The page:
"so, i want to write a kid's book about the KKK coming to town and the town's reaction to it from all different perspectives" "okay, i am listening" "it will be set in vermont..." "wait - what?? everyone thinks vermont is so liberal - we will show them!!" "okay - and i am going to have seventeen main narrators who-" "seventeen??
Telling the story in this way allows Hesse to convey turmoil that the encroaching Ku Klux Klan, because the text makes it feel like the varying characters voices are swimming around in your mind, echoing, crescendoing, and fading depending from whose perspective the story is currently being told.
Read for: Social Justice in Young Adult Literature
Because the novel is narrated by a diverse group of characters, you get to experience the story in a different way. Plot summary: "Witness" by Karen Hesse examines the lives and choices of the residents living in a small Vermont town in 1924. With the KKK slowly gaining power in town, the residents take sides and thus begins the breakdown of a community. Told in poetic verse throughout five acts, the characters narrating represent all sides of what's at stake in their community and the various ways people respond to injustice and hate. Character Descriptions: Leanora Sutter: Leanora is a 12 year old black girl living with her father and dealing with the recent death of her mother. As the story progresses and the KKK begins to take over, Percelle starts to realize that his neutrality is no longer an option and he must start taking a stand for what he has come to believe. Sara Chickering: Sara is a middle aged, single, female farmer that takes in a young Jewish girl and her father upon their arrival in her town. However, when the KKK shows up, Harvey finds himself moving towards the dark side and becoming someone full of hate and prejudice, willing to do terrible things for his own advancement. Esther Hirsh: Esther is a six year old Jewish girl, that moves from New York City to Vermont with her father, following the death of her mother. He is a hateful character that sexually abuses young children and does just about anything to keep his name in good standing with the KKK. Key Issues: race, lynching, intolerance, death, prejudice, KKK, Jewish, rum runner, choices, struggle, transformation, clergyman, constable, desperation Other interesting information: Setting: This story takes place in Vermont in 1924 during the rise of the KKK and prohibition.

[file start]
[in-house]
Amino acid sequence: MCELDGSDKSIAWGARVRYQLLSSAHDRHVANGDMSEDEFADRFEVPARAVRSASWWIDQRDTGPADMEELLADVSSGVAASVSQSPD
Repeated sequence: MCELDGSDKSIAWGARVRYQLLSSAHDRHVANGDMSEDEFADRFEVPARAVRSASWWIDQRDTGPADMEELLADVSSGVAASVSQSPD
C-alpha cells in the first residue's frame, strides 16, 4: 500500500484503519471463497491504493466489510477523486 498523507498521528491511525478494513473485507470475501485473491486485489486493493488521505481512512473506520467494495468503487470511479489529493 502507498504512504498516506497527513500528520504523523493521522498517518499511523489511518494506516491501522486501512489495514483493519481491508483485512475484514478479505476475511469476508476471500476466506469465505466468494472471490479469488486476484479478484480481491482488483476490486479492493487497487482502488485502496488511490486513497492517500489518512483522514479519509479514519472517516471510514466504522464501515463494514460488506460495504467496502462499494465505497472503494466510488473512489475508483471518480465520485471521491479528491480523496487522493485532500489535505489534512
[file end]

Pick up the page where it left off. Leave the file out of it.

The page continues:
My favorite was Leanora, but I also liked Esther and Sara and the newspaper guy (Richard something, I forgot his name haha)
Witness This book is written as free verse poetry. If youre curious about novels-in-verse, this might be a good place to start because it doesnt require a big time commitment. Its a childrens book, but you get to hear from adult characters, which is unusual. Leanora is a twelve-year-old African American girl who fully understands the threat the Klan poses. The characters are where this book shines, but I think there are too many of them. The book has 11 different narrators. There are photos of each narrator at the beginning of the novel, but my memory isnt that good. Each page is narrated by a different character. Even though this isnt a plot-driven book, I wish the mystery had been introduced earlier. It shows that an evil organization like the Klan can seem tempting to regular people. Witness also shows that people can change their minds and learn from their mistakes.
She only has one friend, Ester, who is six years old, and she's pretty much the only child that doesn't want to be involved with the KKK in the story. There are many other people in the story also. In this book, it shows people how bad the KKK really was. The KKK would kill black people just because they didn't have the same white skin that they did.
The residents of the town bear witness to the events of 1924 in haunting free verse. As I think about the novel I am tempted to rate it higher, but the very stilted style and odd syntax Hesse uses for Esthers narration just didnt work for me.
We read this in English class, and I first I was very confused and didn't love it.